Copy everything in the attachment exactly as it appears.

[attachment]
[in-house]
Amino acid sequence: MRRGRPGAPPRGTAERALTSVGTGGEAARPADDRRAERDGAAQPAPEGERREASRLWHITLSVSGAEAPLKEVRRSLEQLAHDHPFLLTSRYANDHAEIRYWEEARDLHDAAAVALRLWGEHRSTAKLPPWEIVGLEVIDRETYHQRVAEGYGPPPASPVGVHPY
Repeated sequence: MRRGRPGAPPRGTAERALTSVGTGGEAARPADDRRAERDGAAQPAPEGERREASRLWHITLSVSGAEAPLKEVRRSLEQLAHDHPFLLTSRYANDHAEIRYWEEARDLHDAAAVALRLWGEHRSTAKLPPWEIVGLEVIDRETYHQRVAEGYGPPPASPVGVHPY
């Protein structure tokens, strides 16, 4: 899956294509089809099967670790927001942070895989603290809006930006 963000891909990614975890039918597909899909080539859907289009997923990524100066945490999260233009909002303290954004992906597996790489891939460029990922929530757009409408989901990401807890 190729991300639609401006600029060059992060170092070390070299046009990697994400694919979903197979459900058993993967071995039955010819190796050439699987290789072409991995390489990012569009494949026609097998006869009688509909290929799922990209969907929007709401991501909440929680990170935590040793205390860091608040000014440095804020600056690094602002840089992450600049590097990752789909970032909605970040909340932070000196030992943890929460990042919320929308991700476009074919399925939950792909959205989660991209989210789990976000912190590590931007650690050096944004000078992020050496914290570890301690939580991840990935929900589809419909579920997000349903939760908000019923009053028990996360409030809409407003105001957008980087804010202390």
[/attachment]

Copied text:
[in-house]
Amino acid sequence: MRRGRPGAPPRGTAERALTSVGTGGEAARPADDRRAERDGAAQPAPEGERREASRLWHITLSVSGAEAPLKEVRRSLEQLAHDHPFLLTSRYANDHAEIRYWEEARDLHDAAAVALRLWGEHRSTAKLPPWEIVGLEVIDRETYHQRVAEGYGPPPASPVGVHPY
Repeated sequence: MRRGRPGAPPRGTAERALTSVGTGGEAARPADDRRAERDGAAQPAPEGERREASRLWHITLSVSGAEAPLKEVRRSLEQLAHDHPFLLTSRYANDHAEIRYWEEARDLHDAAAVALRLWGEHRSTAKLPPWEIVGLEVIDRETYHQRVAEGYGPPPASPVGVHPY
């Protein structure tokens, strides 16, 4: 899956294509089809099967670790927001942070895989603290809006930006 963000891909990614975890039918597909899909080539859907289009997923990524100066945490999260233009909002303290954004992906597996790489891939460029990922929530757009409408989901990401807890 190729991300639609401006600029060059992060170092070390070299046009990697994400694919979903197979459900058993993967071995039955010819190796050439699987290789072409991995390489990012569009494949026609097998006869009688509909290929799922990209969907929007709401991501909440929680990170935590040793205390860091608040000014440095804020600056690094602002840089992450600049590097990752789909970032909605970040909340932070000196030992943890929460990042919320929308991700476009074919399925939950792909959205989660991209989210789990976000912190590590931007650690050096944004000078992020050496914290570890301690939580991840990935929900589809419909579920997000349903939760908000019923009053028990996360409030809409407003105001957008980087804010202390």